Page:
Apple iPod settlement benefits begin flowing to 1G, 2G, 3G iPod owners

The following is from a posting on the Girard Gibbs & De Bartolomeo LLP website:

In December 2003, Girard Gibbs filed the first class action suit on behalf of all iPod owners in the United States based on allegations that Apple misrepresented the playtime and lifespan of the iPod’s battery. In June 2004, the class action suits against Apple were coordinated in the Superior Court of San Mateo, Honorable Beth L. Freeman presiding. Shortly after, Judge Freeman appointed Girard Gibbs as Co-Liaison Counsel for Plaintiffs. The Plaintiffs filed a consolidated amended complaint in July 2004 which Apple answered in August 2004. After conducting discovery, the parties began settlement negotiations and reached a settlement agreement in April 2005.

Judge Freeman granted final approval of the settlement and entered a final judgment on August 25, 2005. On October 24, 2005, two individuals filed appeals from the Court’s order granting final approval of the settlement. As a result of the appeals, Apple and the Claims Administrator could not begin the process of fulfilling claims.

On December 20, 2005, the appeals were abandoned. Thereafter, the Claims Administrator began the process of fulfilling the claims. Previously, we posted a time-line by which the Claims Administrator would distribute the settlement benefits. This time-line has been adjusted by approximately three weeks due to unforeseen circumstances. Below is the time-line for the distribution of the settlement benefits:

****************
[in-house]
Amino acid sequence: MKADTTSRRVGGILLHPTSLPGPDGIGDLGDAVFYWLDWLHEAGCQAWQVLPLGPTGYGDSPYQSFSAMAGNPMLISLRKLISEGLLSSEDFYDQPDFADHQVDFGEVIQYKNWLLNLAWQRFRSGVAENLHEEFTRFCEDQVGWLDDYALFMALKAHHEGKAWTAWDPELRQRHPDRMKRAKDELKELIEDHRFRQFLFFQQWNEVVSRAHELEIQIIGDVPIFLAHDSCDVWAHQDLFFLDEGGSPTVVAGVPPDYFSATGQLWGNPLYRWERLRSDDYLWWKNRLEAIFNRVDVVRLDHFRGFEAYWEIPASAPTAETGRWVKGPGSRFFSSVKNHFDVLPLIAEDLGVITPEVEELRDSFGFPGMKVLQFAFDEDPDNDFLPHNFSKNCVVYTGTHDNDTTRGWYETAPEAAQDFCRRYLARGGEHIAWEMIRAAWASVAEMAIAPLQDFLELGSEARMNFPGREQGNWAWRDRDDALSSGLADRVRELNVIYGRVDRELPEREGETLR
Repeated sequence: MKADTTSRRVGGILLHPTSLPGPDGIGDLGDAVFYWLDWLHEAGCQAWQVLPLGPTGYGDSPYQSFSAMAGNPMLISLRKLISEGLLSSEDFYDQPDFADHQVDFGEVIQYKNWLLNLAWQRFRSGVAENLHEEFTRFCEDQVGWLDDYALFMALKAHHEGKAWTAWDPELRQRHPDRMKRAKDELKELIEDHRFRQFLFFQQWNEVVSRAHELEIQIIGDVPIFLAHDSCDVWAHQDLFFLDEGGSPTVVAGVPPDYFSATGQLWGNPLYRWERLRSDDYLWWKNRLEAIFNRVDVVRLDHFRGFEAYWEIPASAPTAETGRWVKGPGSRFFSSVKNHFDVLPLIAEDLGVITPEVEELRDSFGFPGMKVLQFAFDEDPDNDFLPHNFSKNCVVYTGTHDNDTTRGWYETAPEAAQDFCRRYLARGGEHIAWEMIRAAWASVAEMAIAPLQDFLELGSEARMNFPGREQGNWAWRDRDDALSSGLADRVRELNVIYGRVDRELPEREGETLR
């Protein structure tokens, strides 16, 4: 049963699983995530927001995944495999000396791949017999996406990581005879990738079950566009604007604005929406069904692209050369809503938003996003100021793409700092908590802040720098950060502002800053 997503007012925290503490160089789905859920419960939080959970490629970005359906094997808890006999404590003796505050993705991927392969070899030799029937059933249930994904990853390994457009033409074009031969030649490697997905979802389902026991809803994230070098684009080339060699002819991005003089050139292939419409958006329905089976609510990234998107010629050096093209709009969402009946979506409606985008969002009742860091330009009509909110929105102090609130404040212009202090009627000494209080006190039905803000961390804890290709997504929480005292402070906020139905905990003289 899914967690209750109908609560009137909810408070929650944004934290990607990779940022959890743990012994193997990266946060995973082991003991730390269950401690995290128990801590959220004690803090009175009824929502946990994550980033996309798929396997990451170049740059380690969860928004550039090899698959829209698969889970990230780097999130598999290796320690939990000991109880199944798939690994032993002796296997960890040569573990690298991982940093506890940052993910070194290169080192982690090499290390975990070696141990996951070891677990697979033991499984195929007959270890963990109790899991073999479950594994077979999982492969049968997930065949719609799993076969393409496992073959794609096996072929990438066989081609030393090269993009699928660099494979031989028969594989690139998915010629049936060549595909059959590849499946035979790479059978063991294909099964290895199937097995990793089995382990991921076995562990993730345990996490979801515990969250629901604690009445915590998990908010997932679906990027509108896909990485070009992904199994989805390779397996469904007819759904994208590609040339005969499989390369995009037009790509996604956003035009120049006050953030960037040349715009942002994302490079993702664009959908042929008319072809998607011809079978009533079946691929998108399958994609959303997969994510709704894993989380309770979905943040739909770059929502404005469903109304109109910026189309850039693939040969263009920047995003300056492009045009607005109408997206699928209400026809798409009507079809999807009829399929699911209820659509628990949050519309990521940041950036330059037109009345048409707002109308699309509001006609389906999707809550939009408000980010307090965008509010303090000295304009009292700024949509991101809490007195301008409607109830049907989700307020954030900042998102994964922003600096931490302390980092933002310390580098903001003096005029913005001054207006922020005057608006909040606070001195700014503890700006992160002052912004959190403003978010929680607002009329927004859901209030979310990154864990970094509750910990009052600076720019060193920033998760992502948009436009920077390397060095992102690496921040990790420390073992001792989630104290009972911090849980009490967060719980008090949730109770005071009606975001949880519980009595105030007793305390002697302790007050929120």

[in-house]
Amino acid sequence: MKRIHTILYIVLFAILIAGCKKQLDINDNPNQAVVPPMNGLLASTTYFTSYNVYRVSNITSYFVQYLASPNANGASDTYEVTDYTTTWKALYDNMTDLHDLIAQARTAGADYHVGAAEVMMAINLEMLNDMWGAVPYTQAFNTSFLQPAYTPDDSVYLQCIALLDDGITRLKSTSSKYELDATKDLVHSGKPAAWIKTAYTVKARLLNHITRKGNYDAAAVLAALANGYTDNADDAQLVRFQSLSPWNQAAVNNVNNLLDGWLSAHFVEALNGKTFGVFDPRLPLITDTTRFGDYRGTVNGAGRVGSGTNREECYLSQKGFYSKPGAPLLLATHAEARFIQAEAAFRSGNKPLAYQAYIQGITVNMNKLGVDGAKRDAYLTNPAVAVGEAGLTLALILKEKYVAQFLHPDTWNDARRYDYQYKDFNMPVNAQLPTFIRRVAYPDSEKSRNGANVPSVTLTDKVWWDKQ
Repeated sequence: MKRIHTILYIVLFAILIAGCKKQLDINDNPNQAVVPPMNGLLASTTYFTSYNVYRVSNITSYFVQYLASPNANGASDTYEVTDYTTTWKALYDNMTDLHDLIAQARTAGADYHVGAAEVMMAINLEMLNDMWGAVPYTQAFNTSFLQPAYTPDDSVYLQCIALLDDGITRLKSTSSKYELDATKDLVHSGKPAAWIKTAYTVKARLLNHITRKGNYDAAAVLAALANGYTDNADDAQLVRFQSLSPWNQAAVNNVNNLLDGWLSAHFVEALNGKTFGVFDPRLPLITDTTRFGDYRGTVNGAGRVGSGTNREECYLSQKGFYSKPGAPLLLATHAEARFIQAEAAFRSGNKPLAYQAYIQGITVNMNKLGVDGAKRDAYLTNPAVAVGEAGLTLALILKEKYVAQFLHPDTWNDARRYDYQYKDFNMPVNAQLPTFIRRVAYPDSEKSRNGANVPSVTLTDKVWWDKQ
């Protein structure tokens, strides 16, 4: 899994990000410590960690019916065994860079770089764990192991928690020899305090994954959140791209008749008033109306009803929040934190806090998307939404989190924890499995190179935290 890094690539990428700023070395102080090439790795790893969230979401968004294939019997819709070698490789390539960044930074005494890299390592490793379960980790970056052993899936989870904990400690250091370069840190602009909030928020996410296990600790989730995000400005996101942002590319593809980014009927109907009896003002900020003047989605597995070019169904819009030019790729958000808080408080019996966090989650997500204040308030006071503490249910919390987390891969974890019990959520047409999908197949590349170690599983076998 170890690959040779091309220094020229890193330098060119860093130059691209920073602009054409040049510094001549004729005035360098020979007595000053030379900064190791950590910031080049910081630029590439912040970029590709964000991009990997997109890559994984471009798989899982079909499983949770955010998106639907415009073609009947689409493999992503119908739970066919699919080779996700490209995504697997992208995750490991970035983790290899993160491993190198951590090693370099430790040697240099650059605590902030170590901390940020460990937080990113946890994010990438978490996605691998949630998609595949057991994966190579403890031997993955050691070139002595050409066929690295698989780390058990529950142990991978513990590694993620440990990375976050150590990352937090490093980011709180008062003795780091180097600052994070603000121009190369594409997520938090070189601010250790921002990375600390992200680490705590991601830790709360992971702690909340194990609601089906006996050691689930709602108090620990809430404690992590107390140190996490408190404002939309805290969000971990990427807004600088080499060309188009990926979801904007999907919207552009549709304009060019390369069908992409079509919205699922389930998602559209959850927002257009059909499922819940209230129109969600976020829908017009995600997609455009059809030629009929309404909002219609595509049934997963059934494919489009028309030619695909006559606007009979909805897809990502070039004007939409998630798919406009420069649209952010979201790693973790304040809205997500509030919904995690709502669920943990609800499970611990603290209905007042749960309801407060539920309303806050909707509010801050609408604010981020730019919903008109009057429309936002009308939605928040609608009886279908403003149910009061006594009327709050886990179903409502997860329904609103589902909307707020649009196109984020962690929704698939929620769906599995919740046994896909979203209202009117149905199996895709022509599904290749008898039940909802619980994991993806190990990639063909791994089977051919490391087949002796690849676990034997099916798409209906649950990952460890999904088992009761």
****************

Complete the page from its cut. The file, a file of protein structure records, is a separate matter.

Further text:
February 10, 2006- The Claims Administrator mailed $25 checks to Class Members who purchased the AppleCare Protection Plan and obtained battery repair/replacement under the AppleCare Protection Plan.

March 24, 2006- The Claims Administrator mailed $25 checks to Class members who own a First or Second Generation iPod and who selected the $25 cash payment and who submitted valid claims.

Beginning March 31, 2006- For Class members who paid for battery/iPod replacement before June 3, 2005 pursuant to Apple’s Battery Replacement Program, the Claims Administrator will begin mailing checks for 50% of the amount previously paid to those who submitted valid claims.

End of March 2006- The Claims Administrator will send denial letters to those individuals who do not fit the class definition or who submitted their claims past the claims deadline.

Beginning April 7, 2006- For Class members who own a Third Generation iPod and who selected battery/iPod replacement, the Claims Administrator will begin mailing letters containing instructions for battery/iPod replacement in weekly batches to those who submitted valid claims. Letters with instructions will be sent out in the order claims were received.

Beginning April 7, 2006- For Class members who own a First, Second or Third Generation iPod and who selected a $50 store credit, the Claims Administrator will begin mailing letters with certificate codes and instructions for the $50 store credit to those who submitted valid claims.

Beginning April 14, 2006- The Claims Administrator will begin sending deficiency letters to Class members who submitted an incomplete/incorrect claim.

We sincerely appreciate your patience during the claims fulfilling process. We can assure you that the Claims Administrator is working diligently to process and fulfill the approximately 125,000 claims it has received to date. To expedite the settlement distribution process, please respond to any notices of deficiency you may receive right away. You will have 60 days to make changes to your claim form to remedy any deficiencies.